Poonacha: I think, especially what I'm finding is that in this very digital age, right? Today, what we have is that we have a kid sitting down, and they're texting, you know. The parents are sitting down, and they’re texting too, you know, in the household. This concept of eye contact, right? And expressing emotion, really having the ability to communicate feelings, right?
I, unfortunately, do a lot of work in mental health, and every 40 seconds, somebody comes in and see the world, every 40 seconds, right? And this is a tragedy of our times. Right? And we---and only what we have to do is to really get people to connect, right? And I think with music and art, there’s a difference between being lonely and being alone and being in solitude, right? And I think fine art, as we do this, I believe we can, I think it’d be a great service to humanity in general.
So I know---how is, by the way, for music, how is Praveen D Rao doing?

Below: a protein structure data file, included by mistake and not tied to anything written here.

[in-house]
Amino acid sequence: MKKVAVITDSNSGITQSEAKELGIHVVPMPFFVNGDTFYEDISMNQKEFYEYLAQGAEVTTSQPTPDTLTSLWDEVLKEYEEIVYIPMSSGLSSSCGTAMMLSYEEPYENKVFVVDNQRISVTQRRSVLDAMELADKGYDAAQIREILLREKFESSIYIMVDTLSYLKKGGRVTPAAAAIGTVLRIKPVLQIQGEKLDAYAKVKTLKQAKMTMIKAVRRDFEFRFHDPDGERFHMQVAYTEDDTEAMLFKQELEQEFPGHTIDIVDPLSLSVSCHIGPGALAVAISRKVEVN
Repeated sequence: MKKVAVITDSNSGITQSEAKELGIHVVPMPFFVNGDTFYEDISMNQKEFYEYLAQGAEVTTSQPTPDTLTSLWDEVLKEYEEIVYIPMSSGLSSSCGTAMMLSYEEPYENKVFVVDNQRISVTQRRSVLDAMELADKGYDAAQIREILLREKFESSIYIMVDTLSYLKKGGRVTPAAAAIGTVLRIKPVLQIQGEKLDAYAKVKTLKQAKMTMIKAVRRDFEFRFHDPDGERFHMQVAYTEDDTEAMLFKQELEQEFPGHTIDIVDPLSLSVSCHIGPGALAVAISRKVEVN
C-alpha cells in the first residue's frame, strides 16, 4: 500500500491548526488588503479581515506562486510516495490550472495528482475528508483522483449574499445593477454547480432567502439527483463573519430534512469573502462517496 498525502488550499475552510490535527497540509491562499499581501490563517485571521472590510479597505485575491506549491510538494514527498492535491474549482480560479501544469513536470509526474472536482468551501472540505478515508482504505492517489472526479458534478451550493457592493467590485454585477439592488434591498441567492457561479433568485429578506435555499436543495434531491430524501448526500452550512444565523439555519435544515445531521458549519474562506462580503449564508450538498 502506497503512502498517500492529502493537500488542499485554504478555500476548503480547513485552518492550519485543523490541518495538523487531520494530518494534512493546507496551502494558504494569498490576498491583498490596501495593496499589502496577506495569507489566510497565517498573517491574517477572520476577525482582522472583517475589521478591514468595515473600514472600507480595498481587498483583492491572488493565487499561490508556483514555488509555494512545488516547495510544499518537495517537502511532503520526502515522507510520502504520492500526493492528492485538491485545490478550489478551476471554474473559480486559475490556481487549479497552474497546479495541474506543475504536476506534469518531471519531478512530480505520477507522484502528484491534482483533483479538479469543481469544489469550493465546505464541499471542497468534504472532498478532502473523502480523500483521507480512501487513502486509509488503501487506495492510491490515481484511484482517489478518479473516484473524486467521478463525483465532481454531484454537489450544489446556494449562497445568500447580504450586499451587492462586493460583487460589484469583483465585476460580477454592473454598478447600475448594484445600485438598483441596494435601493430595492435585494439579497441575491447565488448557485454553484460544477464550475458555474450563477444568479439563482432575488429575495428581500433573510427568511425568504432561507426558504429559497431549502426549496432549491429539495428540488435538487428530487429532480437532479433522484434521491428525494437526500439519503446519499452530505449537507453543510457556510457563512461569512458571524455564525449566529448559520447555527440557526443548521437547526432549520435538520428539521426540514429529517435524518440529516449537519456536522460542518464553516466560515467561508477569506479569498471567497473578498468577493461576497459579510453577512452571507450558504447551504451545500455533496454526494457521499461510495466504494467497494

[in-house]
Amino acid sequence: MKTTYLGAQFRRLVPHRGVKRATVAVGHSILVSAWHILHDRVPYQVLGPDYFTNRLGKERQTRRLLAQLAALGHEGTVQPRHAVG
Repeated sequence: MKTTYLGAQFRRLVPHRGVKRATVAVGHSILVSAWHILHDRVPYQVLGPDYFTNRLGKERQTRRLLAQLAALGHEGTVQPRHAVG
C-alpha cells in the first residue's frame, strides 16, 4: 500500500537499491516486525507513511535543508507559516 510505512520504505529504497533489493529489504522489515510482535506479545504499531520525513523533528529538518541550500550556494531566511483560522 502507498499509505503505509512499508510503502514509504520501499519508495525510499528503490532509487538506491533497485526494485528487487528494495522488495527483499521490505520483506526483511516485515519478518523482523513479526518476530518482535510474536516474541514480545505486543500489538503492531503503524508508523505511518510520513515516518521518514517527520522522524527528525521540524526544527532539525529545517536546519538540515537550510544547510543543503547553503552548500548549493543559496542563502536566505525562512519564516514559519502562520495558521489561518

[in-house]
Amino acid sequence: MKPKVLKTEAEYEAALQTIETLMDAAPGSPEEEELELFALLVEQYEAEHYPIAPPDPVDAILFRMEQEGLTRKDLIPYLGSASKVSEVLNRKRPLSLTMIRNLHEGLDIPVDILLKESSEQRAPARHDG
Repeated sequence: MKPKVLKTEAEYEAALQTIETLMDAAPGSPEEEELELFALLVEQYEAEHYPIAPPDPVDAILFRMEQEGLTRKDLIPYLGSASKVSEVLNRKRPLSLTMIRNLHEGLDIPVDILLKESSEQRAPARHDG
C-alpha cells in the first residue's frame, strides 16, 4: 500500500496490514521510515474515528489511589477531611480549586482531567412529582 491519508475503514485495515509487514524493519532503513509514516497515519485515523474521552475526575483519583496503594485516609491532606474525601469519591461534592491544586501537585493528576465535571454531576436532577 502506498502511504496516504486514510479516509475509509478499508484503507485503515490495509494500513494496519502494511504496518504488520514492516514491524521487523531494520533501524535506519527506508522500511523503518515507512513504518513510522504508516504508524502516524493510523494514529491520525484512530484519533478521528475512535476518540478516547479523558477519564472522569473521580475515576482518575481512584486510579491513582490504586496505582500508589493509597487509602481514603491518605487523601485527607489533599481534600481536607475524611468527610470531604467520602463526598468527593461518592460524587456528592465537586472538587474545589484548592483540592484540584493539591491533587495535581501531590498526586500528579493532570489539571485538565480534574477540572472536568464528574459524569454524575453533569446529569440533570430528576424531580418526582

Nirupama: He’s doing very, very, ever creative, ever enthusiastic, and we've done a lot of new work, and he's created some mind blowing music, mind blowing music.
Poonacha: So I think before we end, I want to, I know---I want to request, maybe you can chant, a mantra for , for the planet, for the world we live in. So, peace, you know, and if you don't mind, I would love for you to share your knowledge and wisdom.
Nirupama: Yeah, yeah, yeah.
Nirupama: Surely. There is this beautiful mantra, you know. Bhumi-Mangalam, Udaka-Mangalam, Agni-Mangalam,
Nirupama and Rajendra: Vayu-Mangalam,
Nirupama: Now, something like that.
Nirupama: (starts chanting) We’ll just do it with dance?
Poonacha: Okay, perfect! (Nirupama laughs)
Nirupama and Rajendra: Bhumi-Mangalam, Udaka-Mangalam, Agni-Mangalam, Vayu-Mangalam,
Nirupama: This means: let there be auspiciousness of Bhumi, for Earth, for Udaka, for